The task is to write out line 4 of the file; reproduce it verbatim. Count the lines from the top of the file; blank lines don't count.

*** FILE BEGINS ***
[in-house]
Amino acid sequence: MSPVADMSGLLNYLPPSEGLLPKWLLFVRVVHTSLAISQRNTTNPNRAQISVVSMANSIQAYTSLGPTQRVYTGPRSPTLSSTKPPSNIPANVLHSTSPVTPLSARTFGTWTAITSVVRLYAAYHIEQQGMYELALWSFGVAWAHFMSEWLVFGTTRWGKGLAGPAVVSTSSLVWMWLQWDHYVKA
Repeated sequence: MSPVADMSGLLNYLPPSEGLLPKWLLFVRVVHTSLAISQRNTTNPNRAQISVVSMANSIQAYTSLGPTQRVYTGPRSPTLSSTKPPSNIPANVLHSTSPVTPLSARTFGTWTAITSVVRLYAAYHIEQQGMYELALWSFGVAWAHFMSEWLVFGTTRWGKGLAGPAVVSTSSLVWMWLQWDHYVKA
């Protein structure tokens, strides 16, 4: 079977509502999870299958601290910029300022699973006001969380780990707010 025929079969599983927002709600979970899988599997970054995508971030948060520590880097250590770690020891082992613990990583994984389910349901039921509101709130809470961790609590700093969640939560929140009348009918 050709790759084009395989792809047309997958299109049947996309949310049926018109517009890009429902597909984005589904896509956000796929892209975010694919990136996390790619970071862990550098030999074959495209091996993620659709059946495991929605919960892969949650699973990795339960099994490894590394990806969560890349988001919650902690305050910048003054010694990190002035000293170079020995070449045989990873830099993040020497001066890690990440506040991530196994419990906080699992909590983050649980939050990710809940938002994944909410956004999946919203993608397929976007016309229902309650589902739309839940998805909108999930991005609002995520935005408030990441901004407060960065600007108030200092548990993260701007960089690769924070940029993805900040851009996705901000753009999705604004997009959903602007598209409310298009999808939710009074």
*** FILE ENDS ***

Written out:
């Protein structure tokens, strides 16, 4: 079977509502999870299958601290910029300022699973006001969380780990707010 025929079969599983927002709600979970899988599997970054995508971030948060520590880097250590770690020891082992613990990583994984389910349901039921509101709130809470961790609590700093969640939560929140009348009918 050709790759084009395989792809047309997958299109049947996309949310049926018109517009890009429902597909984005589904896509956000796929892209975010694919990136996390790619970071862990550098030999074959495209091996993620659709059946495991929605919960892969949650699973990795339960099994490894590394990806969560890349988001919650902690305050910048003054010694990190002035000293170079020995070449045989990873830099993040020497001066890690990440506040991530196994419990906080699992909590983050649980939050990710809940938002994944909410956004999946919203993608397929976007016309229902309650589902739309839940998805909108999930991005609002995520935005408030990441901004407060960065600007108030200092548990993260701007960089690769924070940029993805900040851009996705901000753009999705604004997009959903602007598209409310298009999808939710009074």